Monday, December 11, 2017

Communication and repetition are vital for innovation

I was working out this morning before work and as usual, watching the breaking news.  At 7am there are a range of news choices, and strangely each network seems to have the exact same advertisements on during the breaks.  As I was working out I realized that I knew the side effects of several medications that I don't need and don't take.  These side effects include headaches, vomiting, and so on.  The reason I know these is because there seem to be five or six pharmaceutical commercials on heavy rotation.  Thankfully, based on both the conditions they promote and the side effects, I'm not using any of them.  But listening to the adverts and thinking about how much I'd heard about the various medications and their side effects got me thinking.

What if we innovators could create a regular, recurring, looping set of adverts for people in business, so that we were comfortable with the language and approach of unfamiliar methodologies and tools without ever knowing we'd gained the knowledge?  Can we create comfort with unusual techniques and tools by building confidence and awareness slowly over time?

Reach and Frequency

I've written before that good messaging requires both reach and frequency. If you want someone to remember your message, you've got to reach them frequently.  Psychology suggests that you need to hear a message 7 times in order to fully incorporate it in your thinking.  If we only talk about or do innovation in extreme circumstances or very rarely, and fail to communicate about the tools and methods otherwise, we can't indoctrinate people and make them feel comfortable with the tools and methods.  And when people feel uncomfortable with new tools or methods, they follow one of a few well-trodden paths:  1) they stall or stop progress until they do feel comfortable with new language and tools or 2) they simply ignore new tools and methods and revert to older, trusted tools and methods.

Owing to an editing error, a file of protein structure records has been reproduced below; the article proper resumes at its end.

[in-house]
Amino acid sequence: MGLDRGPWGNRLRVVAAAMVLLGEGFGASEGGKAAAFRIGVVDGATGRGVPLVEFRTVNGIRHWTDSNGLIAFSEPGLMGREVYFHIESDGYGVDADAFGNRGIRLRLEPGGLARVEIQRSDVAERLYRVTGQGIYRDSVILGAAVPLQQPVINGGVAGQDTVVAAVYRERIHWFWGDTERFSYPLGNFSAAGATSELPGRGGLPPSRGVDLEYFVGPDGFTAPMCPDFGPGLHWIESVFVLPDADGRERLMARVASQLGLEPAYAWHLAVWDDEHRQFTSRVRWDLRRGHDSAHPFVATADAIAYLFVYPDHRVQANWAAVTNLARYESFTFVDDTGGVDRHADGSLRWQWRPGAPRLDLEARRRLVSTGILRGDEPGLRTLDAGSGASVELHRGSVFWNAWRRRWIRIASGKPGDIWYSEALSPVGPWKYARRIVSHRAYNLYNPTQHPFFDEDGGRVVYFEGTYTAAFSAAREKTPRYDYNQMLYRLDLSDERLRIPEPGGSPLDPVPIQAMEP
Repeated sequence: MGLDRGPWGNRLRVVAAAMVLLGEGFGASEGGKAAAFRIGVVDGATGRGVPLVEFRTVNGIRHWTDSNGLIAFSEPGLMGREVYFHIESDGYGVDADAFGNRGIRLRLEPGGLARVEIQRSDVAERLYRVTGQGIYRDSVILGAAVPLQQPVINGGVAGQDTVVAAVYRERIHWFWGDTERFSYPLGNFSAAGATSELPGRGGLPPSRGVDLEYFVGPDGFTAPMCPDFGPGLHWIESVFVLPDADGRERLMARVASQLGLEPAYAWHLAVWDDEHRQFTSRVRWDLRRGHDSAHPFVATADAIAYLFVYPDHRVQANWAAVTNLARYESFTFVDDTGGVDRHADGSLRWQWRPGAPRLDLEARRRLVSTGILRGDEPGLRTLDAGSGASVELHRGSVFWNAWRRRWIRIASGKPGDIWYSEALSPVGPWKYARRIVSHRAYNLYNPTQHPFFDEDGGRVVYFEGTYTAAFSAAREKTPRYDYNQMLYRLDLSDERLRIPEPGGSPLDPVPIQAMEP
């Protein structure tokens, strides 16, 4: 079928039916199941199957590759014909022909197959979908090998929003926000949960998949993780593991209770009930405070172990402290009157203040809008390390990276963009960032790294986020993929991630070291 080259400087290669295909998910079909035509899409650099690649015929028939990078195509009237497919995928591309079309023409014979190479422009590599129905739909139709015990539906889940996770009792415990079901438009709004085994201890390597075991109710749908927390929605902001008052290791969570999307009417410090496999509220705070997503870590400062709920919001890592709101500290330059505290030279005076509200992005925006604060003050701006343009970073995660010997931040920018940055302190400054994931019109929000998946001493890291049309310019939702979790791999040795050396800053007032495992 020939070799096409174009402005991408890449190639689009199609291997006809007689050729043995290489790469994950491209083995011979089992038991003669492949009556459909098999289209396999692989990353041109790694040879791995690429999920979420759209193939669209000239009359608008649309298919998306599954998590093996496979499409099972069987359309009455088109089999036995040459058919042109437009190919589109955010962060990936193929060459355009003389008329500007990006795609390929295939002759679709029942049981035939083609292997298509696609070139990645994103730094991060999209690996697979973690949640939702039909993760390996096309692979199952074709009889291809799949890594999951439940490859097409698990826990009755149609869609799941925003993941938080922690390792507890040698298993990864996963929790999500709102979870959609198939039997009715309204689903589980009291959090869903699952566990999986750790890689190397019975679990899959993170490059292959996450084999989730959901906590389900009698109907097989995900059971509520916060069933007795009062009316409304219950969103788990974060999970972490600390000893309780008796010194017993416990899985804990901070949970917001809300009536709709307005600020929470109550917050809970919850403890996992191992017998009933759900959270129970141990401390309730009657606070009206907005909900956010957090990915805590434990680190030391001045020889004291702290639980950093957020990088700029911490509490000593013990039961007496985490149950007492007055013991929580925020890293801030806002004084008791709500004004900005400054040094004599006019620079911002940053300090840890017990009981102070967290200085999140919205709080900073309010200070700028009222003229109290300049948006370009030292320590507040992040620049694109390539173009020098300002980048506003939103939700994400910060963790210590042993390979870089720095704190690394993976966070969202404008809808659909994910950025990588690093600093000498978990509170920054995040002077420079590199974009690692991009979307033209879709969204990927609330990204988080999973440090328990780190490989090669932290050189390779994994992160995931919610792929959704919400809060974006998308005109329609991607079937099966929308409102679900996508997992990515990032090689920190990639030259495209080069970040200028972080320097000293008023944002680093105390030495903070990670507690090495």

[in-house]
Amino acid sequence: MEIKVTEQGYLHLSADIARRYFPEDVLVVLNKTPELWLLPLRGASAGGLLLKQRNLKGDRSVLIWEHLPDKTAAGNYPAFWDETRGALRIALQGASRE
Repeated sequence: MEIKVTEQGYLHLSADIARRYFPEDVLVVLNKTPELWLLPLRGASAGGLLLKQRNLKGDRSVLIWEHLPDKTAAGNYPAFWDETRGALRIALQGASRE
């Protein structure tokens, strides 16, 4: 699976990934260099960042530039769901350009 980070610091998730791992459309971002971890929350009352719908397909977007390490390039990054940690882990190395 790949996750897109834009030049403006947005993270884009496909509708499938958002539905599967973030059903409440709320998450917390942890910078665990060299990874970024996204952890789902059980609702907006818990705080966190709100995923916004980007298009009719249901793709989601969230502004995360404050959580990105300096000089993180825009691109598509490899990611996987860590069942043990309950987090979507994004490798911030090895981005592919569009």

Reach, frequency and clear messaging about innovation is important, as my experience with medications I don't need or take demonstrates.  Having seen or heard these commercials for weeks or months as I work out in the morning, I could easily tell you which address specific illnesses or symptoms and even what some of the side effects could be.  Now, imagine that we could do the same thing with a positive force - innovation - that many cultures view as dangerous and disruptive.  How much more receptive and capable would the average employee be to innovation opportunities if the ideas, methods, processes, "rules" and other aspects of innovation were inculcated the way pharmaceutical drug commercials do for the average viewer?

Creating Innovation Commercials

It's not as if corporations lack the ability to "advertise" important information to their employees.  If anything the average corporate employee would probably claim to receive too much communication, which in reality is probably accurate since so much of it is poorly conceived and targeted.  It wouldn't be difficult to include some clear innovation oriented messaging, definitions, background and other messages within existing channels, and to reinforce these in every team meeting, quarterly result and so on.  And the more these messages are consistent, drilling in a specific definition or outcome, or reviewing a specific set of innovation tools, the more quickly these messages will be received and implemented.

Pharma companies use television, radio and print advertising because they know they need to reach many people in many channels, and they repeat the same basic messages over and over again because they recognize it takes many interactions with the same messages to change the way people think.  If they can convince their consumers to acquire and use drugs with the list of side effects that is always listed in the ad, then certainly corporations can build credibility and confidence in innovation methods, skills and tools by using the same communication devices.

I look forward to the day I walk into a large corporation and see an "ad" streaming for innovation tools, which describes how the tool is useful and the positive side effects of actually trying to innovate.  Physicians follow an important oath,  the Hippocratic oath often shortened to "Do no harm".  As innovators our philosophyshould be "Instruct thyself and others".  The difference is our side effects are almost always positive.
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posted by Jeffrey Phillips at 5:52 AM


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